« Reply #9 on: December 10, 2012, 09:41:59 PM »
Quote

Quote from: Snaggle on December 08, 2012, 05:44:16 PM
The problem is that most of the major sports have techniques that are too simple to benefit much from lucid training.

I would not say that. In general different approaches are thinkable: LD practice in motor learning vs. LD practice in performance enhancement. The next question is what is to be practiced: it could be a sequence of movements or just a single movement or a certain technique. But also general abilities like balance could be practiced. Furthermore: Who says that you have to take techniques from physical training? Lucid dreamers have the opportunity to practice in slow motion or speeded up. Of course, this is all still hypothetical. Of course, there are many case reports published and you can find even more in forums like here, but in research these do not count as proof. Still I am grateful that they exist because we can use them as inspirations for our studies and, even more important - they count as hints that something lucid training could indeed be effective and therefore they at least "justify" our research to some extent.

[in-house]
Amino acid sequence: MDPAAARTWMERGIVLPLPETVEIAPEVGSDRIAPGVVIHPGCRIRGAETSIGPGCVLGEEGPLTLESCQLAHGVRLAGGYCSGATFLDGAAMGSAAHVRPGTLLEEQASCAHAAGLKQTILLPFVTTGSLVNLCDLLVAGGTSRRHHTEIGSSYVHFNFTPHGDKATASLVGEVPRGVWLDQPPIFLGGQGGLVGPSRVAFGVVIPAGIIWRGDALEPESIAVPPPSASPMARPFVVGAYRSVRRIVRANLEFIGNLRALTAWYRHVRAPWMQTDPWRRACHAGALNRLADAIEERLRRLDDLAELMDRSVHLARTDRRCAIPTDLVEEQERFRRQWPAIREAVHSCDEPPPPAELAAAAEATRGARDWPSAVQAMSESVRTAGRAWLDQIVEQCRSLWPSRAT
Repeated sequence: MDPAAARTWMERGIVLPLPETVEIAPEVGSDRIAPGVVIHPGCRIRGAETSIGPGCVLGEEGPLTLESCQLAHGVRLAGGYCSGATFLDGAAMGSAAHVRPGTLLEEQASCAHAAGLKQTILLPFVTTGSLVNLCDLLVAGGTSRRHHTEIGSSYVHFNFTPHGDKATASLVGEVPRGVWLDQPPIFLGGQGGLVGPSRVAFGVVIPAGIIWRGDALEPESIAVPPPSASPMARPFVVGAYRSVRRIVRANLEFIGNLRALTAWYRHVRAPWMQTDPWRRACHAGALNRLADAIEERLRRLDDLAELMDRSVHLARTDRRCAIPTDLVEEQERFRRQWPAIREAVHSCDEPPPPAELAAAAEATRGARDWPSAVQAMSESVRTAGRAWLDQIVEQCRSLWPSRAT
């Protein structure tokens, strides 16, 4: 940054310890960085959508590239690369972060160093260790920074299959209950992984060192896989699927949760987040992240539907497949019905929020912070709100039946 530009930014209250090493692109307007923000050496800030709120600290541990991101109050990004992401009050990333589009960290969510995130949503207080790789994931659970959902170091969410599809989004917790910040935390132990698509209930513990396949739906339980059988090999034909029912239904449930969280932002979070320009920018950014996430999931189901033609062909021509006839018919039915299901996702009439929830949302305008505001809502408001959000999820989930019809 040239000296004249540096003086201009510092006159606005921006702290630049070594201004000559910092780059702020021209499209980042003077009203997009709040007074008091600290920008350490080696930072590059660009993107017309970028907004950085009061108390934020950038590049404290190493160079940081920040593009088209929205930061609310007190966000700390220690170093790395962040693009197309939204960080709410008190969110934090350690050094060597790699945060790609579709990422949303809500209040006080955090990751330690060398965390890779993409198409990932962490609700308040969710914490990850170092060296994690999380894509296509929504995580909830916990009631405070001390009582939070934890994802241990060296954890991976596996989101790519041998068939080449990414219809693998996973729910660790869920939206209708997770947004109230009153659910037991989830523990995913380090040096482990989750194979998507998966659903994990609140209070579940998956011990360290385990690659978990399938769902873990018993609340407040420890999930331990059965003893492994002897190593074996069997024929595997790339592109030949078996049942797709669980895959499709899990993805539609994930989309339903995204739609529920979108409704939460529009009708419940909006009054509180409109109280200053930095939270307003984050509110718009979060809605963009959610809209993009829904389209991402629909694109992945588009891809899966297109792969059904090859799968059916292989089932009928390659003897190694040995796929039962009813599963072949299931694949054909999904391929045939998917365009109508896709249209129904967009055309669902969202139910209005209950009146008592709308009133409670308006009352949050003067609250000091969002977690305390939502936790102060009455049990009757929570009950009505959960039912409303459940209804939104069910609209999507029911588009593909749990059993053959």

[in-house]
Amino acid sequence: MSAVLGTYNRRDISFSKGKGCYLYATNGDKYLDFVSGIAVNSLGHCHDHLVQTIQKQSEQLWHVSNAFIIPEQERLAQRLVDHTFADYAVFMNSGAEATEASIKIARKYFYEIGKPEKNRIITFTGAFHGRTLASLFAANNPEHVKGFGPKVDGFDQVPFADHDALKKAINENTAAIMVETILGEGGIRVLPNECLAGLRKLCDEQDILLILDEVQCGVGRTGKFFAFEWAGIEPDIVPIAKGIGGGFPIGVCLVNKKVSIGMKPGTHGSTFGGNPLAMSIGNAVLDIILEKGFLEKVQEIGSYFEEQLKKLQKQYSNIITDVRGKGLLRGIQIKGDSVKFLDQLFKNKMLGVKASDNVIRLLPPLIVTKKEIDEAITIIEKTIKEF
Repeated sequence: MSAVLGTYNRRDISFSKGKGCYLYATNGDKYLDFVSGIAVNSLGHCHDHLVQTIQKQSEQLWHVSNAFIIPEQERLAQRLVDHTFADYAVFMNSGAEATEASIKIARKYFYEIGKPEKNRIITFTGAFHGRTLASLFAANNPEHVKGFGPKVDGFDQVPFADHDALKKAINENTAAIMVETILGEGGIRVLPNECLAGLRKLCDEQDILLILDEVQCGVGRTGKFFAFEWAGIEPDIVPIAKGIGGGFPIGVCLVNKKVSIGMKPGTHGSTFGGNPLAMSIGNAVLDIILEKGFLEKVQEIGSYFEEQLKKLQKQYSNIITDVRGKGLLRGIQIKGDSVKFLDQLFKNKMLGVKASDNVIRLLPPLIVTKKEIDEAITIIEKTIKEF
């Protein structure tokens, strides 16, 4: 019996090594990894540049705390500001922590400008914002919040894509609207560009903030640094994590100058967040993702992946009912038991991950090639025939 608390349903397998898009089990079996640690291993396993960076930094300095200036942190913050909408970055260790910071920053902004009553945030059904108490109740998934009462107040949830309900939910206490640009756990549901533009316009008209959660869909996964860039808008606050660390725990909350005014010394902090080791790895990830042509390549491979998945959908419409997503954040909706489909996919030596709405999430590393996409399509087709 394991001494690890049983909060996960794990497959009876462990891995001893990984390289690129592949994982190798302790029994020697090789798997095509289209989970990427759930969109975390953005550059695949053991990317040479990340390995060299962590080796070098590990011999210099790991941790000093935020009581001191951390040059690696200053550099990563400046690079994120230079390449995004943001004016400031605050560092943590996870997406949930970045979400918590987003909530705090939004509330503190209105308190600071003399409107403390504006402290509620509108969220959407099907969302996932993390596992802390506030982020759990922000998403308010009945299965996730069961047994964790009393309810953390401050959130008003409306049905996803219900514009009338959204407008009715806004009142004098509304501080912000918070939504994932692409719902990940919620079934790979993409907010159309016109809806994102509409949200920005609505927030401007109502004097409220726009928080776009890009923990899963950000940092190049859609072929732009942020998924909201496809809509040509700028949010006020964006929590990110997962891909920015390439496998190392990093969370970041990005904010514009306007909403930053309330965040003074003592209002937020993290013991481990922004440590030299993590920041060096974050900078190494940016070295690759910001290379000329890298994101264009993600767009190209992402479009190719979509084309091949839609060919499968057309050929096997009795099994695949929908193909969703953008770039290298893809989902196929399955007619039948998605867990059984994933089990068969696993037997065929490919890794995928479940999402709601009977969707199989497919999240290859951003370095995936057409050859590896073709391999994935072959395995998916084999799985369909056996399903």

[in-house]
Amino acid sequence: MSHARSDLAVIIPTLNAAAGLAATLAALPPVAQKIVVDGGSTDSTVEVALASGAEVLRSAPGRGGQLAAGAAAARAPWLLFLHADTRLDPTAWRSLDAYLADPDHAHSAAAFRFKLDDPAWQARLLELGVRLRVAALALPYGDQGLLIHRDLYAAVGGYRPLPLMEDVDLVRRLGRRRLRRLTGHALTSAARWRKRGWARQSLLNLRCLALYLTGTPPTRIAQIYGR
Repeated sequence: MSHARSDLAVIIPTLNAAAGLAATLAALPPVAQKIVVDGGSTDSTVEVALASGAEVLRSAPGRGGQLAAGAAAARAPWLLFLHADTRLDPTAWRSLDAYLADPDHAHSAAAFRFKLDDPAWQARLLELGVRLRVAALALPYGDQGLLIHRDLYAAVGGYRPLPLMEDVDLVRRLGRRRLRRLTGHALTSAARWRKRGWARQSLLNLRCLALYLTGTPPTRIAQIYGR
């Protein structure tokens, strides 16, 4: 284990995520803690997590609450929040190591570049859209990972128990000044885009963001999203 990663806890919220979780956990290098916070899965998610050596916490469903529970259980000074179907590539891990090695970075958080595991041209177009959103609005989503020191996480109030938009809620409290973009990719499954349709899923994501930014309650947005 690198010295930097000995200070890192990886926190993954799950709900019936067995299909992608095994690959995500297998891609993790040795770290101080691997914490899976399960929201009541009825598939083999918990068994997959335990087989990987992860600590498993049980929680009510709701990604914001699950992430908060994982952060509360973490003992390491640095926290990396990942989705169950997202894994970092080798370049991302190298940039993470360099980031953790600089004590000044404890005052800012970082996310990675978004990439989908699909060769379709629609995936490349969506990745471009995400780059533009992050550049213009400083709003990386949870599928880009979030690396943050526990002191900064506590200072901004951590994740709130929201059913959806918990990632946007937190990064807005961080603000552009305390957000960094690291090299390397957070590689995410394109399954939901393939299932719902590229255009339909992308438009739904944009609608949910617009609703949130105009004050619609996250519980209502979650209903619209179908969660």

You made an excellent point, the stories here are anecdotal  evidence, but as lucid dream studies have limited subject bases and are often not even replicated they're not much better than anecdotal evidence either. The whole "imaginary practice" in sports dripped into sports from shooting/ marksmanship. Drying shooting was and is done as it's much easier and cheaper to practice technique with an unloaded gun than to unlearn bad technique. Ideally one works on proper holding, stance and trigger technique with a BB gun and then learns proper shooting technique. Both guns and bows shoot in arches not straight lines. To use traditional archery terms to shoot at a very close range target one have to shoot "under the hand" (aim lower than where one intends to hit) while when shooting long range one needs to shoot "over the hand", "Point blank" does not mean what most people think it does, it's a medium range target where ones missile actually goes where one is aiming. The original "Blank" was a small about pie size white cloth target, that was the main target in traditional archery or say the Tudor period and earlier in England.